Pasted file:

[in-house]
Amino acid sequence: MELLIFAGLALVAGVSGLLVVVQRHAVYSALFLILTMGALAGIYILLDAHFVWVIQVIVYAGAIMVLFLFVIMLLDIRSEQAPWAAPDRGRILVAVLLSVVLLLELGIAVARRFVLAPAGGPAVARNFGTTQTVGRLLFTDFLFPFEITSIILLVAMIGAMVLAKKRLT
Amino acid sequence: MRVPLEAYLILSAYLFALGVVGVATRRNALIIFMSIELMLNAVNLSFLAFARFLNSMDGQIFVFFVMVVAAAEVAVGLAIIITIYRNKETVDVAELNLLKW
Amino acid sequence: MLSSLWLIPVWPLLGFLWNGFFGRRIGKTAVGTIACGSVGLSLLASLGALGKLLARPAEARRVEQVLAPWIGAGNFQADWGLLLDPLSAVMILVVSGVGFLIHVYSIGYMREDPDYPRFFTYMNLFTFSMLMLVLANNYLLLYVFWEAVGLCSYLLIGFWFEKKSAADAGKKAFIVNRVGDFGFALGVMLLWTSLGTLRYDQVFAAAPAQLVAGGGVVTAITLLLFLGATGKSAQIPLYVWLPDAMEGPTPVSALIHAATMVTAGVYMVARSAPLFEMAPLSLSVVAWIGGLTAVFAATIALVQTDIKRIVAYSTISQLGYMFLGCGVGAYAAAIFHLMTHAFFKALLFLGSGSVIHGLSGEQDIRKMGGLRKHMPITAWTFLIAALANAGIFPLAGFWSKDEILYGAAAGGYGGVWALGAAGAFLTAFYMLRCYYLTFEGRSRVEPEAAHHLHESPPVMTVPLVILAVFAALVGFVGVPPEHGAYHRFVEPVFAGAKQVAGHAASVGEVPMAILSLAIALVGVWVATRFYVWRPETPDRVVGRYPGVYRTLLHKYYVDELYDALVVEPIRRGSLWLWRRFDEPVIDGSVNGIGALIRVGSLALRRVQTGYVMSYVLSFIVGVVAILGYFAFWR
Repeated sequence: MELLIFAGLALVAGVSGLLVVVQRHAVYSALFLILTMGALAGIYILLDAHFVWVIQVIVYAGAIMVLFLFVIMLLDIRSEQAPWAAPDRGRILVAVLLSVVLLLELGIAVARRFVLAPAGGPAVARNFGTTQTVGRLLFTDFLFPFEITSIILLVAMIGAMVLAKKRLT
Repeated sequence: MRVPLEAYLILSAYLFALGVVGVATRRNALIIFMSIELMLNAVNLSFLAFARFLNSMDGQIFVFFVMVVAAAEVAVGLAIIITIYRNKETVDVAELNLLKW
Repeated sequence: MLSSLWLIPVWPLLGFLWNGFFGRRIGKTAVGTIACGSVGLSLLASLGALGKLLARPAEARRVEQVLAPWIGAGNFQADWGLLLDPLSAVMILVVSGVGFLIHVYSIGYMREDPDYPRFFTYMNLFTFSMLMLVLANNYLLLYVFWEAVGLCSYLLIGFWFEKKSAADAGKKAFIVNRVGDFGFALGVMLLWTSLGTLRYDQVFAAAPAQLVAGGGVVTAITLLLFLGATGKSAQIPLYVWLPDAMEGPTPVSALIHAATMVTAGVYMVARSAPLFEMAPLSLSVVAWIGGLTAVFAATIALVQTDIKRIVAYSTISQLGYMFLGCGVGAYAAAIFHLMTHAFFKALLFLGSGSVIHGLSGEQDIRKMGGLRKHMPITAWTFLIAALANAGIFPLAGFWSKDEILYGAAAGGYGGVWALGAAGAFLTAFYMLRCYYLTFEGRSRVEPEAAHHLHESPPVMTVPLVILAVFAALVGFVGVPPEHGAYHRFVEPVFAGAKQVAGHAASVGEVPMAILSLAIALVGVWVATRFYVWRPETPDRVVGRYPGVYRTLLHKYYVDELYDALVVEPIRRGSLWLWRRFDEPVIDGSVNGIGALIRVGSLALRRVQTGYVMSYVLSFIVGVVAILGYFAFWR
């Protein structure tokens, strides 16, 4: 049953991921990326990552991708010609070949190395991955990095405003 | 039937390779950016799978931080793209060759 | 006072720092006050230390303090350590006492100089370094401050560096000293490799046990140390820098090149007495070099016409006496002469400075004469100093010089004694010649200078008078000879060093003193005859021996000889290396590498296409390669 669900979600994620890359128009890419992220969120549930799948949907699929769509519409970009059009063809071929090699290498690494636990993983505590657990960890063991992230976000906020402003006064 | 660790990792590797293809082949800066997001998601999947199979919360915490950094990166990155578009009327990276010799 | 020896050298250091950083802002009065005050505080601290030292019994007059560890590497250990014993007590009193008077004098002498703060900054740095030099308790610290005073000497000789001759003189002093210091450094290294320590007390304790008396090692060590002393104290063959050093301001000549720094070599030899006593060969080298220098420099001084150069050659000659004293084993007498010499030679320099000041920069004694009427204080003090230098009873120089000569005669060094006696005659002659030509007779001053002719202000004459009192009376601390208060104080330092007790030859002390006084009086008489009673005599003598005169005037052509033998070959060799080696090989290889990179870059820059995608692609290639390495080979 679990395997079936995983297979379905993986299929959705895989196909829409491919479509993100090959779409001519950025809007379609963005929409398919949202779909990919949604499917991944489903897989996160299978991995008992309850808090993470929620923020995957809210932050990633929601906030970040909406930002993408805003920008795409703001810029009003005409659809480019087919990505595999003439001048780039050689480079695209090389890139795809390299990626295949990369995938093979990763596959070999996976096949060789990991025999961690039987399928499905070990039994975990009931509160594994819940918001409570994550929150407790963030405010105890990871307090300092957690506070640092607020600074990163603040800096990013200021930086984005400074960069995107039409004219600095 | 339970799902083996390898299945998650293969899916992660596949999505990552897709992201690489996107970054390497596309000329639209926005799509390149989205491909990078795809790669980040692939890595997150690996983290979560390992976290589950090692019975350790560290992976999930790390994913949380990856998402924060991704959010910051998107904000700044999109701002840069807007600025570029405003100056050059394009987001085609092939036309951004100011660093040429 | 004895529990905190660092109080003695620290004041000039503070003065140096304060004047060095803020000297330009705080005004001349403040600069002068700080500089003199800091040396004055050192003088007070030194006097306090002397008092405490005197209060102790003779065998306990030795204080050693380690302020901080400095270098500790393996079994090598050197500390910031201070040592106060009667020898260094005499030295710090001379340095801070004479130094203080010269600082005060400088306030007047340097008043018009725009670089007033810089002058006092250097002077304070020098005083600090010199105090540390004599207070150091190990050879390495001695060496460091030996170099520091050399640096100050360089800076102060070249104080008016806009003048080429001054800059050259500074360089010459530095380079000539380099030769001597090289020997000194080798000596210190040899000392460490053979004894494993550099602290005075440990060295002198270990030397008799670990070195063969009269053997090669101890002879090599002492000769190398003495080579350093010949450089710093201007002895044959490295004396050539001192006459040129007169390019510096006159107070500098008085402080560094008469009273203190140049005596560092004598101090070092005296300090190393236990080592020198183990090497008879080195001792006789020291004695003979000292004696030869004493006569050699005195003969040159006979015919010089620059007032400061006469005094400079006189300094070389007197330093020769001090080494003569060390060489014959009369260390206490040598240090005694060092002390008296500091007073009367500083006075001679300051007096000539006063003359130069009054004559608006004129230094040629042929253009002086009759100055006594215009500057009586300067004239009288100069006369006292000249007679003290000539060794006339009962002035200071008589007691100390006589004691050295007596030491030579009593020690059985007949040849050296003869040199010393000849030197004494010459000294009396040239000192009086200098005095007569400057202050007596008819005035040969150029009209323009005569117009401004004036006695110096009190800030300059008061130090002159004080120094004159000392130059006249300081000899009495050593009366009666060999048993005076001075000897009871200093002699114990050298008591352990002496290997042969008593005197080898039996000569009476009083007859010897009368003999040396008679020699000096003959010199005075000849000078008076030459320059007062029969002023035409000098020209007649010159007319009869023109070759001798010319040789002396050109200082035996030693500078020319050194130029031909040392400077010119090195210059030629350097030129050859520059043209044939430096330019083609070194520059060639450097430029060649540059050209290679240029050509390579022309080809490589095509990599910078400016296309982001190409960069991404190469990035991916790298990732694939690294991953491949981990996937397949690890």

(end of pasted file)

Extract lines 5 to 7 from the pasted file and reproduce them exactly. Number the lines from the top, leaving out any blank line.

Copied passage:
Repeated sequence: MELLIFAGLALVAGVSGLLVVVQRHAVYSALFLILTMGALAGIYILLDAHFVWVIQVIVYAGAIMVLFLFVIMLLDIRSEQAPWAAPDRGRILVAVLLSVVLLLELGIAVARRFVLAPAGGPAVARNFGTTQTVGRLLFTDFLFPFEITSIILLVAMIGAMVLAKKRLT
Repeated sequence: MRVPLEAYLILSAYLFALGVVGVATRRNALIIFMSIELMLNAVNLSFLAFARFLNSMDGQIFVFFVMVVAAAEVAVGLAIIITIYRNKETVDVAELNLLKW
Repeated sequence: MLSSLWLIPVWPLLGFLWNGFFGRRIGKTAVGTIACGSVGLSLLASLGALGKLLARPAEARRVEQVLAPWIGAGNFQADWGLLLDPLSAVMILVVSGVGFLIHVYSIGYMREDPDYPRFFTYMNLFTFSMLMLVLANNYLLLYVFWEAVGLCSYLLIGFWFEKKSAADAGKKAFIVNRVGDFGFALGVMLLWTSLGTLRYDQVFAAAPAQLVAGGGVVTAITLLLFLGATGKSAQIPLYVWLPDAMEGPTPVSALIHAATMVTAGVYMVARSAPLFEMAPLSLSVVAWIGGLTAVFAATIALVQTDIKRIVAYSTISQLGYMFLGCGVGAYAAAIFHLMTHAFFKALLFLGSGSVIHGLSGEQDIRKMGGLRKHMPITAWTFLIAALANAGIFPLAGFWSKDEILYGAAAGGYGGVWALGAAGAFLTAFYMLRCYYLTFEGRSRVEPEAAHHLHESPPVMTVPLVILAVFAALVGFVGVPPEHGAYHRFVEPVFAGAKQVAGHAASVGEVPMAILSLAIALVGVWVATRFYVWRPETPDRVVGRYPGVYRTLLHKYYVDELYDALVVEPIRRGSLWLWRRFDEPVIDGSVNGIGALIRVGSLALRRVQTGYVMSYVLSFIVGVVAILGYFAFWR